Jack and Josiah (above) along with Jorge (my husband) comprise the Blue Guy team
Between years of teaching and parenting, I have played A LOT of kitty-cat and puppy dog in my life. Being on all fours, pretending to eat from a bowl, meowing and barking, it is a game almost all small children love.
Maybe it is an adult coming low to the ground, the physicality of pretending to be something beloved, or just acting silly; it introduced me to play from a child's perspective. The games evolved over time as my boys grew. They would climb on my puppy back and somehow tickling ensued. I found I really enjoyed physical games with my kids. Running, chasing, hiding, jumping, climbing, I felt alive in all the best ways. Kids really love it when you play with them; I learned this from this very smart guy.
We had incredibly gentle boys so my concerned husband started to introduce a playful form of wrestling. The boys loved this "Blue Guy" game and it soon became a nightly routine. (Don't ask me where the name came from, I have no idea)
Jorge would cackle and yell as the boys tagged team together against him. It wasn't long before they could give him a real run for his money. The intensity and frequency ebbed and flowed through the years but Blue Guy was a staple for connection in our house.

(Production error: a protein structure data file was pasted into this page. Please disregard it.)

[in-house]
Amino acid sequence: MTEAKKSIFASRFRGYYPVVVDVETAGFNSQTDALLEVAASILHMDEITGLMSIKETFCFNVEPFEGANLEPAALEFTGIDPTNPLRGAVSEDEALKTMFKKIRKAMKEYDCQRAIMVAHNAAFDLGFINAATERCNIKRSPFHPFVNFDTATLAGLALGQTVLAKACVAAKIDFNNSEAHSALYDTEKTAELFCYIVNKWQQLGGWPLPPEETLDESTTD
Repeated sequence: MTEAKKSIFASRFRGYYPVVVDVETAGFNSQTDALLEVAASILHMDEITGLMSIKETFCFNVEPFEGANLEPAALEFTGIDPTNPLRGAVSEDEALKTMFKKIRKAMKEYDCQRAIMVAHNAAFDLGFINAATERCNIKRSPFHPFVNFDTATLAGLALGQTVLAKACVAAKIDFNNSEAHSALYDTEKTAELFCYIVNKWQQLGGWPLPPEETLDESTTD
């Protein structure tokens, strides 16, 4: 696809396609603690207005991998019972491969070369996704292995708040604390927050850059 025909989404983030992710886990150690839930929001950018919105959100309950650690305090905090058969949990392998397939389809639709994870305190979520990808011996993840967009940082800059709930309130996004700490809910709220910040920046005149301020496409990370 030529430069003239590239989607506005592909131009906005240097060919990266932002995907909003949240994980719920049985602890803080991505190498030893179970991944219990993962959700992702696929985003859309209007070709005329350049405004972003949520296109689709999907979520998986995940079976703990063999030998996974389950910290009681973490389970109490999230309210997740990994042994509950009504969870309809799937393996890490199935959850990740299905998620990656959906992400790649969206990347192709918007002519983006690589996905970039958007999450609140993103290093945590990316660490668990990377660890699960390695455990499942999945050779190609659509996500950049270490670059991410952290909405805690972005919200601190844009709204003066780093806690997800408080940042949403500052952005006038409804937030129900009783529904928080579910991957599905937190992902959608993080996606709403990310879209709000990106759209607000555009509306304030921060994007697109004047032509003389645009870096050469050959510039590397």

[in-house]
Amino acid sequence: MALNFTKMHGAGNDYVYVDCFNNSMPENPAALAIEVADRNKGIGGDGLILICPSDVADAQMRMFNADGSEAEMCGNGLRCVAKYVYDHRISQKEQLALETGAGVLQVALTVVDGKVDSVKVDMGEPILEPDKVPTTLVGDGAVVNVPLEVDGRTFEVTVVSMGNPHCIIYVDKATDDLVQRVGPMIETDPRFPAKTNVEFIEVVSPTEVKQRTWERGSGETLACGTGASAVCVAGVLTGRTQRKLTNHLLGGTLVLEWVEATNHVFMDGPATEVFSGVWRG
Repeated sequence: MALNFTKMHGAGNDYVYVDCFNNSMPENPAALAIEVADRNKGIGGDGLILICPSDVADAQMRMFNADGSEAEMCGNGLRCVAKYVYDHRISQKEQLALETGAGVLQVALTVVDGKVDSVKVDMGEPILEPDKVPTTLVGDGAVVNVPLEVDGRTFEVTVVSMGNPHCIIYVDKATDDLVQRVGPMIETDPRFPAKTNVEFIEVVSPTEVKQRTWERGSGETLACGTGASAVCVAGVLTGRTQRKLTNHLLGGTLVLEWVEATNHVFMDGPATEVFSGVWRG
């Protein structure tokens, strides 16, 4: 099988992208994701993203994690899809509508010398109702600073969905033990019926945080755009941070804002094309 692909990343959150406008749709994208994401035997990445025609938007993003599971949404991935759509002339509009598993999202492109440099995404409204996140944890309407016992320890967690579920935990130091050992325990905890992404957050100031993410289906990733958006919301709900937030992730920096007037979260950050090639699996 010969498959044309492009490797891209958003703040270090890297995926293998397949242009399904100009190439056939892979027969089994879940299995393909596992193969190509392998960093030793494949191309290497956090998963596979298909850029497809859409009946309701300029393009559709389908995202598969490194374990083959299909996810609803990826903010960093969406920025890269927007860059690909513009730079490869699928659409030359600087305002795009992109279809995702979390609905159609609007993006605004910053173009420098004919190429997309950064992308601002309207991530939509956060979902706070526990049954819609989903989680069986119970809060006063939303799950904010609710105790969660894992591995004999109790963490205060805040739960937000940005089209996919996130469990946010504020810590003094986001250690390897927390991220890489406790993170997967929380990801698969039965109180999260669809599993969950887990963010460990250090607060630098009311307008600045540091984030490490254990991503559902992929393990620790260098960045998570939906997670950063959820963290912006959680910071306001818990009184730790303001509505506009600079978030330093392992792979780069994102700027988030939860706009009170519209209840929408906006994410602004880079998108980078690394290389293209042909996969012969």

When we found out Jorge would need a pretty involved knee surgery I wondered what would happen to their beloved game. It was out of this crisis that Mama Slam was born. If he could wrestle with them, why couldn't I? I was just a fill in, a substitute for the master of Blue Guy but I was pretty sure I could hang.
So Jorge had his surgery and I was determined to become the Mama Slam champion. We even had tournaments. The prize was a night out to dinner, at a place of the winner's choosing. They were gunning for pizza; I had a salad and soup joint in mind. It was the best 2 out of 3, I almost won.
Jorge's recovery took longer than we expected and Mama Slam replaced Blue Guy. Everyone plays now, gender has gone out the window as Lucy can very much hold her own. I've been banned for several months due to protecting our future girl team. Our baby girl to be born any day now will complete the trio that will be pure girl power versus a very experienced boy team. I really miss Mama Slam, more than I expected, but I'm sure the comeback will be fierce and fun.